IBM used its Microsoft Dynamics ERP Assessment Business Value Accelerator to evaluate the current and desired system and process landscape at COMAG, define a solution model, assess the impact of change, and propose an implementation plan including deployment models and success criteria.

“IBM provided clear, well defined engagement with good tools that helped us map out our solution and plan for business change,” says Roberts. “The IBM team really integrated themselves into our business to help them understand where we were and what we wanted to be. Most importantly, it was very business-focused: they weren’t just trying to sell and implement a system, they were trying to help us become a better business.”

Harnessing IBM tools and methodologies
Using the IBM Component Business Model™ methodology, IBM and COMAG worked together to create a deconstructed view of the entire business across all its different divisions, broken down into business functions such as warehousing, logistics, marketing and so on.

“The Component Business Model gave us a much clearer view of how our business actually operates,” says Roberts. “For example, one of our main divisions handles distribution for mass-market magazines, while another division handles specialist publications. We’re used to seeing them as separate business units – but from a functional point of view, they are actually very similar. This kind of insight is vital when you are deploying a new ERP solution, because it helps to understand the requirements and avoid developing more processes than you actually need.”

With the Component Business Model complete, the team moved on to process mapping, and then to a detailed step-by-step analysis of every individual process.

“We used a cloud-based tool, IBM Blueworks Live™, to create a complete process map, including not only all the steps and dependencies, but also all the roles and responsibilities of our employees in each process,” says Roberts. “This is not only a key asset for our ERP initiative – it will also be very valuable for all sorts of other IT and business change projects in the future.”

Planning the route to success
The positive outcome of the assessment gave COMAG’s project sponsors (the Managing Director and General Manager) confidence that the Microsoft solution was the right choice for their business, and they built a robust business case for going ahead with the implementation.

“We have a strict business case process, which we managed internally,” says Roberts. “The IBM team contributed by helping us understand the impact on our business activities and identify areas where the biggest savings and improvements could be achieved.”

When the implementation is complete, COMAG expects to see a reduction in its ongoing IT costs. Retiring the old mainframe platform will reduce hardware and software licensing costs, and the new solution promises to be less expensive to maintain and develop.

“The most important point about moving to Dynamics is that it will allow us to be a lot more agile,” concludes Roberts. “When we enter new markets or develop new services, we’ll be able to support them with well designed, easily managed, standardised and automated business processes. Instead of a mass of complicated, error-prone spreadsheets, we will have full control and traceability of our data, and a more granular, real-time view of business activity.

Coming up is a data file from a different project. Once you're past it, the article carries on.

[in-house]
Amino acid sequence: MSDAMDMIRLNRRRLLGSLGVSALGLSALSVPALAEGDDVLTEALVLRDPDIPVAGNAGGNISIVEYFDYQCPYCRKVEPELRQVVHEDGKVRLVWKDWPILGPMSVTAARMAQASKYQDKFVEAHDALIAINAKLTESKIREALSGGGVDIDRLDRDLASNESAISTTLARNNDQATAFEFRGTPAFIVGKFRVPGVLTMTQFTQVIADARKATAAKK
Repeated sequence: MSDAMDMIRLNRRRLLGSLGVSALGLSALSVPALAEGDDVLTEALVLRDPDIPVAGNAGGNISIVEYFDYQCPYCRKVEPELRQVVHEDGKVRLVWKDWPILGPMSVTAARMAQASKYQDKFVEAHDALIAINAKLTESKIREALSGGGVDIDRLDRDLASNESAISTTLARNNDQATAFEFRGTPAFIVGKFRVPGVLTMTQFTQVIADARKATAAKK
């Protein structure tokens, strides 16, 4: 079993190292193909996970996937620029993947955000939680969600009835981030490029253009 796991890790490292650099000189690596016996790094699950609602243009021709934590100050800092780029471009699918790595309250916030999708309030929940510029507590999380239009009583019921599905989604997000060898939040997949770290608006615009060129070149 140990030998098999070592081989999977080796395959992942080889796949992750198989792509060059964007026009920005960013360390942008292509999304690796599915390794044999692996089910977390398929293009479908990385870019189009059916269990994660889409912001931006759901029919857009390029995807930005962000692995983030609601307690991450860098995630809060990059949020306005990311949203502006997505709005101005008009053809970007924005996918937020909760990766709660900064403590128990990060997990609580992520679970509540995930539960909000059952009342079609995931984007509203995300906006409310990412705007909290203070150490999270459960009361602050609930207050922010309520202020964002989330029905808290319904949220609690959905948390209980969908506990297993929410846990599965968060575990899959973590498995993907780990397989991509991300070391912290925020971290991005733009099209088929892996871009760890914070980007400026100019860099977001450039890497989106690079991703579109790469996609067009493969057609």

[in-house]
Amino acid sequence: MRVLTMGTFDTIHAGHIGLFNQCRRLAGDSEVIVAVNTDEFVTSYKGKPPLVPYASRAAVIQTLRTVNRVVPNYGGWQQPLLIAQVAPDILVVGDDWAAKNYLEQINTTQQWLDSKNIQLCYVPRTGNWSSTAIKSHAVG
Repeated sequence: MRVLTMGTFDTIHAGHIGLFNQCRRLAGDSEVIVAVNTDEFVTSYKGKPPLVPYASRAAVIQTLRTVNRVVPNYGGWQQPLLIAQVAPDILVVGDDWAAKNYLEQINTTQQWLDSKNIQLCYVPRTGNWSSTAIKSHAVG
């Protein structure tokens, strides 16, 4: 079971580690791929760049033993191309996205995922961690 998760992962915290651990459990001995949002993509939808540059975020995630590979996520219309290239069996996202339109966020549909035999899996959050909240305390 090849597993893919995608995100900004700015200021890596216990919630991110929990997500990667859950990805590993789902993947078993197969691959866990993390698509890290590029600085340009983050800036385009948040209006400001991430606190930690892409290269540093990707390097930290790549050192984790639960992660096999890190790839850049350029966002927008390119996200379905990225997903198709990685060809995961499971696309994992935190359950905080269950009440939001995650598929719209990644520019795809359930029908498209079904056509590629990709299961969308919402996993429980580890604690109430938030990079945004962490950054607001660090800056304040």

“IBM has played a key role in helping us prepare to transform our business. With an experienced partner to guide us and help us mitigate the risks, we now have full confidence that the project will be a success.”

Products and services used

IBM products and services that were used in this case study.

IBM Blueworks Live

GBS ISV Community: Microsoft Solutions, GBS Strategy and Change: Business Strategy, GBS S&T: Technology Strategy

Legal Information

© Copyright IBM Corporation 2013. IBM United Kingdom Limited, PO Box 41, North Harbour, Portsmouth, Hampshire, PO6 3AU. Produced in the United Kingdom. June 2013. IBM, the IBM logo,, Component Business Model and Global Business Services are trademarks of International Business Machines Corp., registered in many jurisdictions worldwide. Other product and service names might be trademarks of IBM or other companies. A current list of IBM trademarks is available on the web at: Microsoft, Windows, Windows NT, and the Windows logo are trademarks of Microsoft Corporation in the United States, other countries, or both. This document is current as of the initial date of publication and may be changed by IBM at any time. Not all offerings are available in every country in which IBM operates. The client examples cited are presented for illustrative purposes only. Actual performance results may vary depending on specific configurations and operating conditions. It is the user’s responsibility to evaluate and verify the operation of any other products or programs with IBM products and programs. THE INFORMATION IN THIS DOCUMENT IS PROVIDED “AS IS” WITHOUT ANY WARRANTY, EXPRESS OR IMPLIED, INCLUDING WITHOUT ANY WARRANTIES OF MERCHANTABILITY, FITNESS FOR A PARTICULAR PURPOSE AND ANY WARRANTY OR CONDITION OF NON-INFRINGEMENT. IBM products are warranted according to the terms and conditions of the agreements under which they are provided. Microsoft Dynamics AX is not an IBM product or offering. Microsoft Dynamics AX is sold or licensed, as the case may be, to users under Microsoft’s terms and conditions, which are provided with the product or offering. Availability, and any and all warranties, services and support for Microsoft Dynamics AX is the direct responsibility of, and is provided directly to users by, Microsoft. Statements regarding IBM’s future direction and intent are subject to change or withdrawal without notice, and represent goals and objectives only.